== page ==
Monday, April 18th, 2011
The slightly perceptible shift to more traditional-sounding music on mainstream country radio carries on with Craig Campbell’s debut self-titled album, which was produced by the venerable Keith Stegall. Campbell may not be a household name just yet, but his album’s lead single is being warmly received so far and will likely continue to be at least for the near future.
The promising debut album from which the domestic “Family Man” comes is rife with very strong elements, but still suffers from some weaker moments that keep it from being a full on success.
With fiddle and steel guitar aplenty, Craig Campbell embraces a crisp neo-traditional sound that is refreshing to hear on an album marketed as country. Moreover, Campbell’s voice is strong and nicely melds with Stegall’s pleasant productions.
The combination of Stegall’s spot-on arrangements, Campbell’s commanding baritone, and the songs’ sing-able melodies provides a very fulfilling sonic experience for the listener who longs to hear unapologetic country music in the mainstream again. In fact, the brightest spot on the album is a severe, though sincere, indictment on the current state of country music that simply concludes, “If you gotta tell me how country you are, you prob’ly ain’t.”
Fortunately, while Campbell sings songs that celebrate innate country-ness (“Makes Me Wanna Sang”, “That’s Music to Me”), he largely avoids hypocrisy by using more subtle imagery instead of pulling out the stops with empty in-your-face proclamations. Furthermore, he does some name-dropping in “That’s Music to Me” as well, but does it respectfully with appropriate instrumentation to support it.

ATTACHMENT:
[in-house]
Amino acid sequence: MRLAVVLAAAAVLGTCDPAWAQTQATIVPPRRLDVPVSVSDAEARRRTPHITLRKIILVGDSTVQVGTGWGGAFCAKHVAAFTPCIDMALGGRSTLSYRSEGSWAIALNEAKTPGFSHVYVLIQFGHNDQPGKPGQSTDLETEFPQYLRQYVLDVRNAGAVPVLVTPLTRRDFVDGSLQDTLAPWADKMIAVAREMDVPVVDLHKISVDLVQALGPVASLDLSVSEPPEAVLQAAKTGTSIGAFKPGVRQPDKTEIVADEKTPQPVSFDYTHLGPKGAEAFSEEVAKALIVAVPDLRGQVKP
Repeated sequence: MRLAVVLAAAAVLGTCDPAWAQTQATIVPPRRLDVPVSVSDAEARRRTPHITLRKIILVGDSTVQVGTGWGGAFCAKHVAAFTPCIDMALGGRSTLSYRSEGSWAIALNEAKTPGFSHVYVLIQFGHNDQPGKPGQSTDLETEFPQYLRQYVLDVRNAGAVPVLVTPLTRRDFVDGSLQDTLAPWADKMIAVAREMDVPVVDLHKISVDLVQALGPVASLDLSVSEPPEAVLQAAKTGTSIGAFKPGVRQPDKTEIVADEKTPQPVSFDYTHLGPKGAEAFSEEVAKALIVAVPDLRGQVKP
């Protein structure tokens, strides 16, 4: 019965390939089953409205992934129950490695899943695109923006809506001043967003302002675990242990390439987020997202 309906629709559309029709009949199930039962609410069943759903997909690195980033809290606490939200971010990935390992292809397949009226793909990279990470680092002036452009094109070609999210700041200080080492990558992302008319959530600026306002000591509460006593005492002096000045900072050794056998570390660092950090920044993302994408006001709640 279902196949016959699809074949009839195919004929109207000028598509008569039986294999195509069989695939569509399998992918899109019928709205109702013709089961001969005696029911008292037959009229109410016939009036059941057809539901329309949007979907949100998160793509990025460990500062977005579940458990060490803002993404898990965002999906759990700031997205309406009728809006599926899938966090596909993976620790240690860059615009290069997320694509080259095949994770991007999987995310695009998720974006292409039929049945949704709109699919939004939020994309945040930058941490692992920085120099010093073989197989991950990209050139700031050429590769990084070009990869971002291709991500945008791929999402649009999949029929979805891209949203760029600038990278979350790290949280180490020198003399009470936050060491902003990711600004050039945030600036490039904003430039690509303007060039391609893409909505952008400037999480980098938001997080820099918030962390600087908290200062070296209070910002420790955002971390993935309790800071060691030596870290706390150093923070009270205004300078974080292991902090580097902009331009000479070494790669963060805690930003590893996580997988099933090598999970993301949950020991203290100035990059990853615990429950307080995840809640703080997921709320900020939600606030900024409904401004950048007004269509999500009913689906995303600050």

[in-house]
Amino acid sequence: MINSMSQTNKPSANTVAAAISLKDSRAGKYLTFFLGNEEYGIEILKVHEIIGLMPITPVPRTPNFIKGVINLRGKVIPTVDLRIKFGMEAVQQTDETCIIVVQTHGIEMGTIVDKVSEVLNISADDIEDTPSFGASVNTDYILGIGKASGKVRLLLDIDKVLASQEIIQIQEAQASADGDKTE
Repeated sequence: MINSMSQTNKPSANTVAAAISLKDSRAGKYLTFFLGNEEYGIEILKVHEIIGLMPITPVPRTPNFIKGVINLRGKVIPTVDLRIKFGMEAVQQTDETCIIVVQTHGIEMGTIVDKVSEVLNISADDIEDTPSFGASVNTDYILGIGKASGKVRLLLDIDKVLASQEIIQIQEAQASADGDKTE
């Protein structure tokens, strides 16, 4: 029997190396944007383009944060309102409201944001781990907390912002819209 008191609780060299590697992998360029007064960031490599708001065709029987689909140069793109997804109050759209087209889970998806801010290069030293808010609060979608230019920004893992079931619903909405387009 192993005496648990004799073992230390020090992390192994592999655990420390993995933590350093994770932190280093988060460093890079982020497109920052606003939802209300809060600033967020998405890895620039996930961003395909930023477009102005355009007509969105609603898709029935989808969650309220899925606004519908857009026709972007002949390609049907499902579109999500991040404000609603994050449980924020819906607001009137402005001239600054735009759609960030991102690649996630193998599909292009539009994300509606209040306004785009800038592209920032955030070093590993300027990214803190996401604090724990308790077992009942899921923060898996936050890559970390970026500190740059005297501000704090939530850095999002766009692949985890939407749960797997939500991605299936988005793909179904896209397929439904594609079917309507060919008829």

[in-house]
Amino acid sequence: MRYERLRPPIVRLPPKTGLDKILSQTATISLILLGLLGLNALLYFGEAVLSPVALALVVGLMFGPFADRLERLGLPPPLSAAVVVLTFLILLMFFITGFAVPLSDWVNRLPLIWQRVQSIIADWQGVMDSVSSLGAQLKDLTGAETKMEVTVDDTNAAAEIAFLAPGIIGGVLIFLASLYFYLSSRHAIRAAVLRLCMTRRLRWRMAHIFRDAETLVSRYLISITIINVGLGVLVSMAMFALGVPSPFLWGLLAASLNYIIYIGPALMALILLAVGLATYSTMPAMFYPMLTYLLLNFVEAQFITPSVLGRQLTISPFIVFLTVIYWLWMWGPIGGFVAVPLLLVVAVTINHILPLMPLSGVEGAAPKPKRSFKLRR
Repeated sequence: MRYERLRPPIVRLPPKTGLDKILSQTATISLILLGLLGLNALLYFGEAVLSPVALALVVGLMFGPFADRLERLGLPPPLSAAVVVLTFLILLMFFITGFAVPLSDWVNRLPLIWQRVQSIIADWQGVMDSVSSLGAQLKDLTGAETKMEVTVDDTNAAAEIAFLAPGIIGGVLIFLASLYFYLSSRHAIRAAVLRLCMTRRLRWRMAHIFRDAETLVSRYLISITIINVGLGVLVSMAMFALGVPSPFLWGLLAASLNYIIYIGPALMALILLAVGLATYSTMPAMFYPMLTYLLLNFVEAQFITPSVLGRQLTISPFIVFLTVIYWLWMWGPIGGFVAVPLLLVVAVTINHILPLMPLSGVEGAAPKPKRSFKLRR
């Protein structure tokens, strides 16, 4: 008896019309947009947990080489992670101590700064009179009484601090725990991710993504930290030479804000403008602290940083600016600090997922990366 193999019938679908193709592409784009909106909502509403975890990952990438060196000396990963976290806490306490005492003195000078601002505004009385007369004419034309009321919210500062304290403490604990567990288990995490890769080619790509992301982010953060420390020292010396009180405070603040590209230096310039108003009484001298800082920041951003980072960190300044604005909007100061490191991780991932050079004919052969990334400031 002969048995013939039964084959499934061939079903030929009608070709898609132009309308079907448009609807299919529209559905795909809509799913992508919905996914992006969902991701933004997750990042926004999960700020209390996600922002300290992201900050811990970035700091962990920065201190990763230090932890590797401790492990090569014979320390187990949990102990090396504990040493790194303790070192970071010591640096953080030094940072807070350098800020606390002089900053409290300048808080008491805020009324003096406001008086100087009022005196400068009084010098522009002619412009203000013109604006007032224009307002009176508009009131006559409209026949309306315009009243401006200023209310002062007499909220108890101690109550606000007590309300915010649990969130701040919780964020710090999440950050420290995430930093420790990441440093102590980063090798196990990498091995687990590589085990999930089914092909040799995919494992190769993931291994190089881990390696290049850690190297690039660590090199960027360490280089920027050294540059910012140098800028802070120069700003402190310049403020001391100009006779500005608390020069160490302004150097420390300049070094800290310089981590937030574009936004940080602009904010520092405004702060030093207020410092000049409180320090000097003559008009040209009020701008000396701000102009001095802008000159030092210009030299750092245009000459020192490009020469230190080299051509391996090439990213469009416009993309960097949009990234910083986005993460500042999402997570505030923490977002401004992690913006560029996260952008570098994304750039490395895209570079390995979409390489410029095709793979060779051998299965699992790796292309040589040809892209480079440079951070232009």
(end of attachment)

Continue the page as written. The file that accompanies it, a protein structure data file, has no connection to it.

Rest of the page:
As to be expected from a country record, Campbell ably covers the common themes of love, lost love, family, and rural living. Among the most interesting of the themes, however, is when he touches on barely getting by. In “When I Get It”, Campbell matter-of-factly tells his bill collectors (including ex-wife), “When I Get it, you’ll get it / Times are tough / Get in line and wait / When I get it, you’ll get it / That’s all you’re getting’ today.” Similarly “Family Man” begins with “I’ve been working as a temp at the local factory / I hope they hire me on full time / I’ve got shoes to buy and mouths to feed.”
Despite all of its notable strengths, however, the album as a whole is weighed down by lyrical and content deficiencies that cannot fairly be overlooked. In many places, the lyrics are simple and often border on rudimentary, including “na na nas” (“When I Get It”) and humming (“Makes You Want to Sang”). The biggest pitfall, however, is the album’s tendency to attempt cleverness, which wouldn’t even be worth mentioning if it happened only once or twice. Unfortunately, cutesy wordplay is employed enough times on an 11-track album that it becomes a glaring distraction, which might too easily result in an album that is too gimmicky to enjoy longevity.
For instance, “I Bought It” runs through the times that he bought his woman things she wanted just because she showed interest in them, to buying her line about needing space to figure things out, to finally revealing that the tables were turned when she bought that he was excited that she’d decided to come home. Additionally, The more obvious attempts at clever wordplay can be found in “Fish” and (groan!) “Chillaxin.” “Chillaxin” needs no explanation, but the word “Fish,” let’s just say, shouldn’t rhyme with words like “truck,” “up,” “enough,” “love” and “luck,” which all precede it with added dramatic pauses for good measure.
In spite of this criticism, Craig Campbell is an album that shows tremendous potential for an artist who will hopefully mature with time and experience. It would be a shame to see such a talented artist either fall off our radar or ride on such mediocre lyrics for an entire career, because he’s clearly better than either scenario.